This is a part of a phase 2 biomarker-driven umbrella study in small cell lung cancer, the SUKSES study. Patients who failed prior platinum therapy were allocated based on their genomic alterations. Patients with mutations in the HR [hormone receptor] pathway mutation, but not limited to BRCA1 or BRCA2, ATM deficiency, or MRE11A mutations, were allocated to olaparib monotherapy, which is the SUKSES-B arm. Patients in a biomarker nonmatched arm in the group of unselected patients were also allowed to receive olaparib and the ATR inhibitor. It was called the SUKSES-N2 arm. The primary end point was objective responsive rate. Simon’s 2-stage design was used. What did they see? Unfortunately, both arms were terminated at stage I based on predefined protocol criteria. In the olaparib monotherapy arm, the objective response rate was 6.7%, and the disease control rate was 26.7%, with 1 partial response and 3 stable diseases. The median progression-free survival was 1.25 months, and the median overall survival was 8.56 months.
A patient was reported to have a confirmed partial response with a tumor volume decrease of 37% compared with baseline. Interestingly, a splicing side view vision of the BRCA2 was identified from deep target sequencing in this patient. In the combination arm, the objective response rate was 3.8%, the median PFS was 2.75 months, and the overall survival was 7.18 months. Unfortunately, 3 patients discontinued treatment because of grade 5 pneumonia and grade 3 drug-induced pneumonitis. Targeting DDR [DNA damage response] pathways with olaparib as a single agent, or in combination with this ATR inhibitor, demonstrated some early signal of activity in these patients. There wasn’t much, but we think there are definite signals of activity.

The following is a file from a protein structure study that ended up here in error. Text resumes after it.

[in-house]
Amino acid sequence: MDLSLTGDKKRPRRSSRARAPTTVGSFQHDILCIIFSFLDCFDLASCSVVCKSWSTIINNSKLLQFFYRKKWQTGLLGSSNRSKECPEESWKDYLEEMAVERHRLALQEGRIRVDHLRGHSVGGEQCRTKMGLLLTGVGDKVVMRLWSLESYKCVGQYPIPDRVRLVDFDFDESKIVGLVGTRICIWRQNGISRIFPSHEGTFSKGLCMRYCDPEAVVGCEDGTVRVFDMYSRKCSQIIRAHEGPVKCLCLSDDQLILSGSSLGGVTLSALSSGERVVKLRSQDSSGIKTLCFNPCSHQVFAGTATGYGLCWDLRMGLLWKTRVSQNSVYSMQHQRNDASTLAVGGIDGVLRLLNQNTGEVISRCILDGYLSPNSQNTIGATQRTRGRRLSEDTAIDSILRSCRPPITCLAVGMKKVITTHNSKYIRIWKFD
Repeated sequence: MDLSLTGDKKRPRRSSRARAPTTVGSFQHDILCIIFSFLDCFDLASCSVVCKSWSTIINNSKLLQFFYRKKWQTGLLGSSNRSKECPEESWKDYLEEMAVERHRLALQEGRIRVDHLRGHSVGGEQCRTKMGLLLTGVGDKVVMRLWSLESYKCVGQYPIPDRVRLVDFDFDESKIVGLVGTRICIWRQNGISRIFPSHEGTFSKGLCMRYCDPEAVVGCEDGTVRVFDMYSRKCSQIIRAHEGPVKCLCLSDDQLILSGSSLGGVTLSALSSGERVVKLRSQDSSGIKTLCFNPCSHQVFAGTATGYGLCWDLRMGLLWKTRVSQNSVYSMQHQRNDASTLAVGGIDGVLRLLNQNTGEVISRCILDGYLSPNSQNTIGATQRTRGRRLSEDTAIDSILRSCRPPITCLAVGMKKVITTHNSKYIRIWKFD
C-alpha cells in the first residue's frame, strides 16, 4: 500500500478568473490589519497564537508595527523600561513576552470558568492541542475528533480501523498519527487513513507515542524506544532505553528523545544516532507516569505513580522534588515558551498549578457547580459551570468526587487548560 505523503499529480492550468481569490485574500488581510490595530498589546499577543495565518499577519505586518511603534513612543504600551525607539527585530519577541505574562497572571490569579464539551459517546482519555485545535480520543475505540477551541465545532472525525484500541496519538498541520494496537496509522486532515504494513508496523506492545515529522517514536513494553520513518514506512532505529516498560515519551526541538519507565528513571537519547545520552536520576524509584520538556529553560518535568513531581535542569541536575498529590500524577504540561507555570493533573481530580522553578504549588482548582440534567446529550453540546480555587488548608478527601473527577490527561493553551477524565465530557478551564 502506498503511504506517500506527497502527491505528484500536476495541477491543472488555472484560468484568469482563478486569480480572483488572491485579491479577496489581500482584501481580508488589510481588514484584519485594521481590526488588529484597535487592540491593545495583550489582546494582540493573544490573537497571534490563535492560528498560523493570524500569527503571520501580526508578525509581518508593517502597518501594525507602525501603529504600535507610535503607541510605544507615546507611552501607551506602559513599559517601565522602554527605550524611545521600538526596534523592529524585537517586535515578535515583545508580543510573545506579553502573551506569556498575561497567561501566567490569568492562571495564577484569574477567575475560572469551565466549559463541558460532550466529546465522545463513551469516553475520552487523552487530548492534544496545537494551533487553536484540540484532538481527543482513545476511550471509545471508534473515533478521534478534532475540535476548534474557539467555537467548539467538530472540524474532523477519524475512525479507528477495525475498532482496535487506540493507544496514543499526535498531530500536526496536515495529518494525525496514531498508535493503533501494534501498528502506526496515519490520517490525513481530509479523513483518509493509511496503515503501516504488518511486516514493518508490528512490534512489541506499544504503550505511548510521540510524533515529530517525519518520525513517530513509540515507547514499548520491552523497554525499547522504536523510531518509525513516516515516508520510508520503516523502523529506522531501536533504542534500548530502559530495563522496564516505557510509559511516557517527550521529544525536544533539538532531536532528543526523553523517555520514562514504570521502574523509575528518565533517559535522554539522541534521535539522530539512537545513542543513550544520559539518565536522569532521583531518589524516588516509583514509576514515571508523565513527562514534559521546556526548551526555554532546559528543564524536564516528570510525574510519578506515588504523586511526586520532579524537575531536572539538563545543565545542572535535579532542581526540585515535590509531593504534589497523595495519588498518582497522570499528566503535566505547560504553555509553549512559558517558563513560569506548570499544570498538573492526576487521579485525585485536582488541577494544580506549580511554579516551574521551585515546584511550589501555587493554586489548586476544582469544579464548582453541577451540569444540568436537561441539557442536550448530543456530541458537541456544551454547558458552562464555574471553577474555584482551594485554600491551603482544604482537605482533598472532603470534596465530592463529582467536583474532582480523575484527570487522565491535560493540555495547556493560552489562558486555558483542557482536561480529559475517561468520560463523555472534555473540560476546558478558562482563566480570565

What did we learn from this trial? It’s important to note that this is the first biomarker-driven umbrella trial in small cell lung cancer. Targeting DDR pathways with olaparib as a single agent or in combination with an ATR inhibitor demonstrated some signal of activity in these patients. Unfortunately, it didn’t pan out in the big picture. But I personally advocate for further investigation of these drugs in combination with other agents, like an anti-VEGF agent, which are ongoing, like olaparib and bevacizumab, and olaparib and avelumab. We look forward to studies with multiple combinations in specific biomarker-driven subsets of this population.
What do we come back to? As we all know, small cell lung cancer has been treated as a single disease because the tumors all look similar under the microscope, even though they behave very differently. As Steve mentioned, the study from Carl Gay and Lauren Byers from [The University of Texas] MD Anderson [Cancer Center] provides a transformative new system to define the 4 major subtypes of small cell lung cancer. It’s 1 of the first avenues for personalized treatment for the second most common type of lung cancer, small cell lung cancer. We look forward to such elegant biomarker-defined studies in the future to guide us in further treatment.
Hossein Borghaei, DO, MS: Thank you. I appreciate it.
TRANSCRIPT EDITED FOR CLARITY